AT&T’s ‘Debt Towers’ Flatten With the Yield Curve
(Bloomberg Opinion) -- AT&T Inc. is once again ahead of the yield curve.
The world’s largest nonfinancial borrower, with about $169 billion of debt, is back in the corporate bond market looking to swap out some of its outstanding high-interest securities with cheaper longer-term obligations. Specifically, proceeds will fund a tender offer for 21 series of debt maturing through 2025, including some that carry interest rates as high as 7.85%. Obviously, its yields are nowhere near that level now, so refinancing is something of a no-brainer for the company to hold firm to its pledge to slim down.
AT&T did the same thing on May 21, issuing $12.5 billion of unsecured bonds, including a a 40-year security that yielded 250 basis points more than U.S. Treasuries. This time around, amid a ferocious rally in investment-grade debt, the wireless carrier’s 40.5-year obligations are starting out at a spread of 245 basis points above Treasuries, and if history is any guide, that will probably narrow by the time the sale is finalized. That would put the highest yields at 3.6% or less.
It’s not just the company’s own credit risk that has moved in its favor, however. The much-watched Treasury yield curve from five to 30 years has flattened significantly during the past several weeks, retreating from the steepening trade that was effectively the Wall Street consensus just a few months ago. To put it plainly, that means it’s the best opportunity since early May for a company to extend its debt maturities.
When AT&T last borrowed, it was just one day off from otherwise perfect timing when it comes to the yield curve. After reaching 103 basis points on May 22, the spread between five-year and 30-year Treasuries remained wider than that through July 8. Now, at about 95 basis points, strategists are reconsidering when — or if — long-term U.S. yields can rise from near-record lows.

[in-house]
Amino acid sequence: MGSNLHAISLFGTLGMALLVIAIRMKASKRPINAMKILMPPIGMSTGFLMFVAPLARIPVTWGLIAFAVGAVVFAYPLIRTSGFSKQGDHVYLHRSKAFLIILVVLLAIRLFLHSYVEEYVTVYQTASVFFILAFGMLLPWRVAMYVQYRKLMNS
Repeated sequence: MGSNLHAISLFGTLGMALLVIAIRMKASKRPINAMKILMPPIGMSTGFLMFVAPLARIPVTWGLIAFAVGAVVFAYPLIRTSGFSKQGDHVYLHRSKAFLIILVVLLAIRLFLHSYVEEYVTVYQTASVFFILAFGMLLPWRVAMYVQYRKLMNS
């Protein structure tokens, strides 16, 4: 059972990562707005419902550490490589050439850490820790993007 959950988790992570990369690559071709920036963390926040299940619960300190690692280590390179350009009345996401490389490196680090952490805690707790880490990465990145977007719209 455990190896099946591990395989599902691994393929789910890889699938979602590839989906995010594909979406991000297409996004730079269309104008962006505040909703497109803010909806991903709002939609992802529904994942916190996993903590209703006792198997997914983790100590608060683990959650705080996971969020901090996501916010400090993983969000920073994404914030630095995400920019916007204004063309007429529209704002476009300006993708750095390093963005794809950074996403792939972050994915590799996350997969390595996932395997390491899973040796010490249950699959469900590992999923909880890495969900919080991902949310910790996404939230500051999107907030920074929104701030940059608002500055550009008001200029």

Again, this is low-hanging fruit for a company with such a gigantic balance sheet. John Stephens, AT&T’s chief financial officer, effectively said during a second-quarter earnings call that he and other executives are dialed into the day-to-day moves in the bond market to smooth out AT&T’s “debt towers”:
“We’ve been really successful in managing the debt towers and managing the cost of our debt that we did about $17 billion of issuances in the last month and using that to retire previously issued debt at better interest rates with better timing and spreads, much more manageable towers. So we’re very active. And quite frankly, the bond market has responded quite well. Our yields are as competitive for us as I’ve ever seen. So I would tell you, we’re very active in the capital markets just managing the debt side, and I think the markets have responded well to that. So I’d just add that in, and that’s been a real focus and it will continue to be a focus of ours.”
I wouldn’t necessarily go so far as to say AT&T’s timing suggests the U.S. yield curve is as flat as it can go. But it should bring even more attention to the drastic repricing of the longest-dated Treasuries and corporate bonds in recent weeks. It might just be a last-ditch attempt for fixed-income investors to lock in yields at or above the Federal Reserve’s 2% inflation target. As I noted earlier, all signs point to the central bank suppressing “real” inflation-adjusted rates below zero in the years ahead.
Although that kind of policy seems destined to encourage excessive leverage across corporate America, it also serves as a boost to AT&T and other companies looking to stick to a “debt diet.” It appears that under new Chief Executive Officer John Stankey, who started this month, AT&T is continuing to make prudent moves around managing its balance sheet and quell any lingering concerns about its 12-digit debt stack.
This column does not necessarily reflect the opinion of the editorial board or Bloomberg LP and its owners.
Brian Chappatta is a Bloomberg Opinion columnist covering debt markets. He previously covered bonds for Bloomberg News. He is also a CFA charterholder.
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